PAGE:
Tuesday, June 9, 2015

Basil Wolverton: Creeping Death From Neptune

This is the first in a two-volume retrospective—collecting full comics stories, unpublished art, ads, etc.—and biography of the famous Mad cartoonist.

This is the first of two volumes reprinting copious amounts of comics stories and recounting the career of cartoonist Basil Wolverton. Based on his correspondence and journals, the biographical portion of the books follow Wolverton from childhood to adult day-to-day life as freelance cartoonist, itinerant handyman, persistent contest enterer, and local pastor of the Radio Church of God. Wolverton lived and worked in the Pacific Northwest, unique among the first generation of comic book pioneers. In the precious period before the industry calcified into a commercial institution, Wolverton was free to work under the radar to explore in detail his weird tales of the future. The book collects all of Wolverton’s non-humorous comic stories and a substantial selection of his humorous comics, alongside dozens of pages of unpublished artwork, unsold features, and never-before-seen correspondence, including rejection letters! Full-color

Buy the book here: Creeping Death From Neptune


Connie Schmidt said...

Its too bad that old Basil is still not alive. Maybe his son Monte , who illustrates in a similar fashion could help oblige.

We need an illustrated "THE KLINGON FROM URANUS" for Dave Pack.

Anonymous said...

I heard somewhere that HWA saw Basil's work and asked him to illustrate the WCG publications. Did HWA read comic books, maybe Mad Magazine, haha. To me it shows he was somewhat open minded and multi dimensional.......so why oh why did he have such a restrictive close minded religion? What a hypocrite, what a jerk.

Anonymous said...

Did anyone, in their WCG days, perceive, or just assume, that Wolverton's comic book days were BEHIND him now that he was involved in doing "God's Work?"

I don't believe that anything was ever actually SAID either way, but comics were one of those things that we "obviously" shouldn't do, now that we should concentrate on the Bible and church literature.

As someone who was forced to quit a job (and thus really screw up my life for a few years) by a minister who wanted to exert his authority over me ANY way he could find, I just chafe at the idea that Wolverton continued to ply his trade, and could be a church "official," at the same time.


James said...

It was Mad Magazine when I was a child, with its cover of Bob & Carol & Ted & Alice that caused my mother to confiscate all my material hence forward. That ended my education for at least awhile!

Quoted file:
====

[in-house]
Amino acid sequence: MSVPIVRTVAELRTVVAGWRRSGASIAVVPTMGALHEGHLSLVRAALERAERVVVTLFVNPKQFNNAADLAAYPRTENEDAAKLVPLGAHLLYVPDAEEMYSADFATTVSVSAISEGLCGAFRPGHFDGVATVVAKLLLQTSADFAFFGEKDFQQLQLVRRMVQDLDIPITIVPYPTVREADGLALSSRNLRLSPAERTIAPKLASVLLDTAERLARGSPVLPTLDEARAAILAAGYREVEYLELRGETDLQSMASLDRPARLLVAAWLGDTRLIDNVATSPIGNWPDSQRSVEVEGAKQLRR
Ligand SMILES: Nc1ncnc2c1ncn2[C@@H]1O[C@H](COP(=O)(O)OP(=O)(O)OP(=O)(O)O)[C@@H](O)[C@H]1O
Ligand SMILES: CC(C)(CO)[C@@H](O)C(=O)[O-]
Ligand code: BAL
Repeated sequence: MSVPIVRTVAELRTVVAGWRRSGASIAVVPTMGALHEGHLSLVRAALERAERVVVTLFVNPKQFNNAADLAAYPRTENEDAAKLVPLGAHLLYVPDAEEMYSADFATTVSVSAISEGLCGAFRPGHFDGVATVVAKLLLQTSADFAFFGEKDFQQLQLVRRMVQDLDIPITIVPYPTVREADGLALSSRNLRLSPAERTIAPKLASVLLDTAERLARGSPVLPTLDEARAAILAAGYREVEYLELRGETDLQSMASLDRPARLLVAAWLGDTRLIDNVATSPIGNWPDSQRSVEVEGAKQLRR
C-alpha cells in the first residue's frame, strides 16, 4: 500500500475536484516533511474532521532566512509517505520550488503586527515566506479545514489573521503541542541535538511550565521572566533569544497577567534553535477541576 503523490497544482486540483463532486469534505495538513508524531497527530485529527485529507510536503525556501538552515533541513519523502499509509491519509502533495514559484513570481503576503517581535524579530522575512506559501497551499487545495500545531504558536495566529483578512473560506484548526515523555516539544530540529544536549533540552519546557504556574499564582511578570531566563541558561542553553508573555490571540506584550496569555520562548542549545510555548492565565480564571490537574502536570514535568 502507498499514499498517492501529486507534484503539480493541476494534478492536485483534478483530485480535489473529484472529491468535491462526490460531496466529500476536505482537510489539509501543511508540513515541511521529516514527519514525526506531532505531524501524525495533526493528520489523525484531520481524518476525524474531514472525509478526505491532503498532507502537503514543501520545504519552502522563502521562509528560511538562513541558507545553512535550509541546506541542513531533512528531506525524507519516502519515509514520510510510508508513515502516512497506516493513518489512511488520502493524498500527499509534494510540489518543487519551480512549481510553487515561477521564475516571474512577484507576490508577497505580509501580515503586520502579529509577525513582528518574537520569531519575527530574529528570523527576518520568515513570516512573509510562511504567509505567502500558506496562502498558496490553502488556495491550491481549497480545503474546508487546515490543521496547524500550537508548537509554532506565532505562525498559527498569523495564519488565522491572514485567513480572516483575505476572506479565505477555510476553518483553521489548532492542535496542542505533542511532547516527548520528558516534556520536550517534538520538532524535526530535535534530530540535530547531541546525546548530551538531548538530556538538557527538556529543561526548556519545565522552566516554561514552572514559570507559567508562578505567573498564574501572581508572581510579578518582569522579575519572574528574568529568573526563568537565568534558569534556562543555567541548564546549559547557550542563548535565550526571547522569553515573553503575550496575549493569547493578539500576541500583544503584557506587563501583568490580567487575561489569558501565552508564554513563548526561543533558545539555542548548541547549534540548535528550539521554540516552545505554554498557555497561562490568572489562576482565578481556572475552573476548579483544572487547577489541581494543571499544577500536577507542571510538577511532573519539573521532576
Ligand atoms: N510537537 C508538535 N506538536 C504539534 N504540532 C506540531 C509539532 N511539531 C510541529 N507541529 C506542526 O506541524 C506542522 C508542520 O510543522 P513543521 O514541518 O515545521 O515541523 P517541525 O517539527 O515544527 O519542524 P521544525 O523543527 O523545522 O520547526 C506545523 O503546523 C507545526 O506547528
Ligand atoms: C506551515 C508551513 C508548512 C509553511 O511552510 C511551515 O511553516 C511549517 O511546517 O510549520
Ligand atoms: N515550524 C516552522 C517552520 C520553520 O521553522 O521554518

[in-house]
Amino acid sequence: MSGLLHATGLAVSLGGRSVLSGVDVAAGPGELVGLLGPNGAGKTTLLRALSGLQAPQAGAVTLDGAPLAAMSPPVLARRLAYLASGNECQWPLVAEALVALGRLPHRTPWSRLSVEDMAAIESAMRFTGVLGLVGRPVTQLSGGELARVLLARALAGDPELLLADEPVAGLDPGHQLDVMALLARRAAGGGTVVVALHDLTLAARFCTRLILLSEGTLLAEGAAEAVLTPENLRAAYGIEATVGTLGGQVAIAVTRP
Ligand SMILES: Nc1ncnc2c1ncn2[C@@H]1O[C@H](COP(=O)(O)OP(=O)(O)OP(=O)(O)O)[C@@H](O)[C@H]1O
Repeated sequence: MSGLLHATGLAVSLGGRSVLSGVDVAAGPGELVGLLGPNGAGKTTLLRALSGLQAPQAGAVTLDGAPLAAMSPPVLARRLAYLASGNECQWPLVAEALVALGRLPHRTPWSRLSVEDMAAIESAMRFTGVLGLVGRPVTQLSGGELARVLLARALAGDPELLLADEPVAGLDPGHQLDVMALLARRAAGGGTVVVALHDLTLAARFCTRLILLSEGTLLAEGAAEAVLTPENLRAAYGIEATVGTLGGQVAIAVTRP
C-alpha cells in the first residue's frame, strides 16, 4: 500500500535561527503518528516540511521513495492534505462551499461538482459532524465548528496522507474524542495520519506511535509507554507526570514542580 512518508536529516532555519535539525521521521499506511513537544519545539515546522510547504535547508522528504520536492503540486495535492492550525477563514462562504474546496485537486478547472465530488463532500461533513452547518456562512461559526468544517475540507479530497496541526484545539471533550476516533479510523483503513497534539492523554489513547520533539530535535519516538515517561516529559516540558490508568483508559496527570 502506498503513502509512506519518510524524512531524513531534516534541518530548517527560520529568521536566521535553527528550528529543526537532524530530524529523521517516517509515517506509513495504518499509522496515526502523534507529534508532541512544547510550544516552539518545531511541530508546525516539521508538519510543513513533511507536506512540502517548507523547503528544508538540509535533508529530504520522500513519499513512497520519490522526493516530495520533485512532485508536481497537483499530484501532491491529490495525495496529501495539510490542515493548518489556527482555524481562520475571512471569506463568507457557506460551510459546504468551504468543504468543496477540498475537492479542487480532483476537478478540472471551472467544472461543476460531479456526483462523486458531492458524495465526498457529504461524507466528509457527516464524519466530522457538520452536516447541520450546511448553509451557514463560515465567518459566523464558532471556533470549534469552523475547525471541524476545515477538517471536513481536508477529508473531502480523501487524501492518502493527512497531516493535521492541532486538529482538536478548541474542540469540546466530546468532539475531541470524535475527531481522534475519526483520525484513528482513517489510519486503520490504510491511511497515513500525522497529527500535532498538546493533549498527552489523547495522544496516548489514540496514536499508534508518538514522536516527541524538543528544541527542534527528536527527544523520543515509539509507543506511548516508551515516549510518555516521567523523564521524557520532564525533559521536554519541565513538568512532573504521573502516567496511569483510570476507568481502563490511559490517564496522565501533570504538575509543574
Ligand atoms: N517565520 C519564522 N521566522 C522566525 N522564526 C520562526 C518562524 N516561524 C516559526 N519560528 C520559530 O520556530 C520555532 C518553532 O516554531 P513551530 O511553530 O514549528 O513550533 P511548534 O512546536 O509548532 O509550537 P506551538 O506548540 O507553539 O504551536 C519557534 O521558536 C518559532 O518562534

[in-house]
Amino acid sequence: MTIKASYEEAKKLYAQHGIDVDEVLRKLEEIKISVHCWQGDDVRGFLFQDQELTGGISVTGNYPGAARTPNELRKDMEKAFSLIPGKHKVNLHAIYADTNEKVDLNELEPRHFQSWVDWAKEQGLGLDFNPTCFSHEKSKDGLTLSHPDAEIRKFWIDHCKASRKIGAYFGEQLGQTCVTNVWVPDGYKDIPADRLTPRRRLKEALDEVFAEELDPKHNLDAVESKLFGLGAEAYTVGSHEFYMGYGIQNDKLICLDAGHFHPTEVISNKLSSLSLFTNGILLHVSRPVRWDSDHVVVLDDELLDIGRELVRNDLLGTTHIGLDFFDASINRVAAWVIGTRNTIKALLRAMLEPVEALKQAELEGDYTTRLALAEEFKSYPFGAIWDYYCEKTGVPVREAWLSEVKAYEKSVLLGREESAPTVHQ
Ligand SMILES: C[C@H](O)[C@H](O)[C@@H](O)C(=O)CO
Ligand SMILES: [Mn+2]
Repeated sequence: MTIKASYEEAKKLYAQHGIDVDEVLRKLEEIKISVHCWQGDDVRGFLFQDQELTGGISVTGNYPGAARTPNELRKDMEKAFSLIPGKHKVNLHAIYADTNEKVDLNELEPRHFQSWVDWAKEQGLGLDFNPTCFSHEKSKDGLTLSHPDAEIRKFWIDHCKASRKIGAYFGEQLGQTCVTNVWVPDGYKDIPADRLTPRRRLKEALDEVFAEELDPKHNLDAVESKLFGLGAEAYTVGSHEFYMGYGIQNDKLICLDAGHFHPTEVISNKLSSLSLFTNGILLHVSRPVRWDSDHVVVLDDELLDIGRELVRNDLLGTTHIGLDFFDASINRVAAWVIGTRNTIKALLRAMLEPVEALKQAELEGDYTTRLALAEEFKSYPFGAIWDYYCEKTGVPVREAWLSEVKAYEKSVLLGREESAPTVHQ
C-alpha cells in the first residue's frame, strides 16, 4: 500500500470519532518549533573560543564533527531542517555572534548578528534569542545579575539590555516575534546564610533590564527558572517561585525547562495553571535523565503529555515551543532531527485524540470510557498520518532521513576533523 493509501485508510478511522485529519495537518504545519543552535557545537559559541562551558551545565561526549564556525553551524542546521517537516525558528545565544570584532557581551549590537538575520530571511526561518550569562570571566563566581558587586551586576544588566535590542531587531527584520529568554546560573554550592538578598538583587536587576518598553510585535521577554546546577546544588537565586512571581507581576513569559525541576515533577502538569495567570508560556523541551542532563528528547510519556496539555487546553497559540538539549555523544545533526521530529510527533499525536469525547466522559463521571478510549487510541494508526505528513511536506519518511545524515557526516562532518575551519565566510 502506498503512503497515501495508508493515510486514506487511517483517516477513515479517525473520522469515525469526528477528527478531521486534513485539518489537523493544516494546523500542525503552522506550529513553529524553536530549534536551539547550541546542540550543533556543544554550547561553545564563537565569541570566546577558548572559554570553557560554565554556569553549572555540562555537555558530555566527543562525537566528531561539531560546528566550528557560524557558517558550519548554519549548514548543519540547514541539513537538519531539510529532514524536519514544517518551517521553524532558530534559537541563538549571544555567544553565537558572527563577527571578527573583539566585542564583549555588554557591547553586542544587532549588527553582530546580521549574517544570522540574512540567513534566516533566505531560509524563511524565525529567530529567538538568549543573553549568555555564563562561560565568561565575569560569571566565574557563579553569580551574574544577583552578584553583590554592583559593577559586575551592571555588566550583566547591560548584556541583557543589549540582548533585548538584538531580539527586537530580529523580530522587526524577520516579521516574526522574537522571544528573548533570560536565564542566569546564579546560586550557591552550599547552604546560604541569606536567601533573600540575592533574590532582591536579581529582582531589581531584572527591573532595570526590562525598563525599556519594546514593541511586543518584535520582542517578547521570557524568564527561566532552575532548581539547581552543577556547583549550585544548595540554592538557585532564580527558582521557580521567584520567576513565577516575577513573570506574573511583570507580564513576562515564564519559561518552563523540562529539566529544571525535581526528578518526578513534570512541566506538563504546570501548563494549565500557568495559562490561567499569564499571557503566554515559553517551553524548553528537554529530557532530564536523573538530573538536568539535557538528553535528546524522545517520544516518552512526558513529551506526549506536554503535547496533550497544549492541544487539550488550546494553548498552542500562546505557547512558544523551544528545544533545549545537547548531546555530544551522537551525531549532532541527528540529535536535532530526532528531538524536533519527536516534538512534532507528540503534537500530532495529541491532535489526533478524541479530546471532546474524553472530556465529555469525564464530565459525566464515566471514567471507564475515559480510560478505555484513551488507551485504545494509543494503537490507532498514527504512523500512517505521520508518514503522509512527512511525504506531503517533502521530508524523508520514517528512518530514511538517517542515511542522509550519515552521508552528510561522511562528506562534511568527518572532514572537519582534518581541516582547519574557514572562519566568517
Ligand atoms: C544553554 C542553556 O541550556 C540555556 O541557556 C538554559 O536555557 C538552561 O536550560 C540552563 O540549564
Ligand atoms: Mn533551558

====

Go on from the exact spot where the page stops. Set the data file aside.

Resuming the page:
Connie Schmidt said...

We still get a MAD MAGAZINE subscription here at our house. The kids love it and so does my husband!

Byker Bob said...

I had never seen any Basil Wolverton cartoons until my parents received their copies of HWA's prophecy booklets in the mid '50s. The comic books I had been familiar with were extensions of the popular daily and Sunday "funny" pages of the newspaper. That is to say, Basil Wolverton was not my cartoonist, he was one of my parents' cartoonists. Since they were the ones who had been attracted to Armstrongism, it is totally appropriate that Basil Wolverton, or some other heroes of pop culture from the 1940s would have been part of the package.

In a way, church members such as Basil Wolverton and Floyd Lochner (steeple chase winner) added authenticity to the WCG in much the same way as John Travolta, Anne Archer, and Tom Cruise bring an aura of authenticity to the church of Scientology.

In the early 1960s, some farmer had made my parents aware that "Mr. Armstrong said" that children ought not read the ready made daydreams in comic books, and all of our comics were taken away. I tried to convince them as a teenager that we should be able to read Mad Magazine because Basil Wolverton contributed, but somehow they never bought into that reasoning. Something about what people had done before they were converted. It was a curious situation in which we were proud of one of our own celebrities, but could not participate in the majority of his work. No matter, I made up for it in spades the minute I could once again make personal decisions for myself. And in the meantime, we could still run like Mr. Lochner. According to Mr. Meredith, running and hard calesthenics would keep us from "turning queer" in the parlance of that era.

There never were any Basil Wolverton revivals, until people like Robert Crumb began citing him as one of his profoundest influences when Crumb's own artwork suddenly burst into the counter-culture through "Keep on Truckin'" and on "hippie" album coves like Big Brother's "Cheap Thrills." Personally, I thought I saw some Wolverton influence on Ed "Big Daddy" Roth's T-shirt art, another thing of which I was unsuccessful in convincing my parents. They warned me that if I ordered such ridiculous shirts, my name and address might be sold to pornographers. Stupid ideas like that are why I have very little tolerance for those who continue to believe in and base their lives upon conspracy theories. I feel that it's one of the attitudes or character traits that leaves people receptive to Armstrongism, in the first place.

Anyhoo, it is what it is. Everything's everything. Now, things which were unknown are in the open and can be appreciated. The aspects of Basil Wolverton which were once repressed as pre-conversion, carnal, and verboten are now once again readily available. It is awesome to be able to appreciate art and culture which had been wrongfully censored from us and suppressed. Yet another reason why Armstrongism sucked!


Anonymous said...

Why should I care? Let's do something more important like watch the grass grow. It would be nice to have a blog with brains.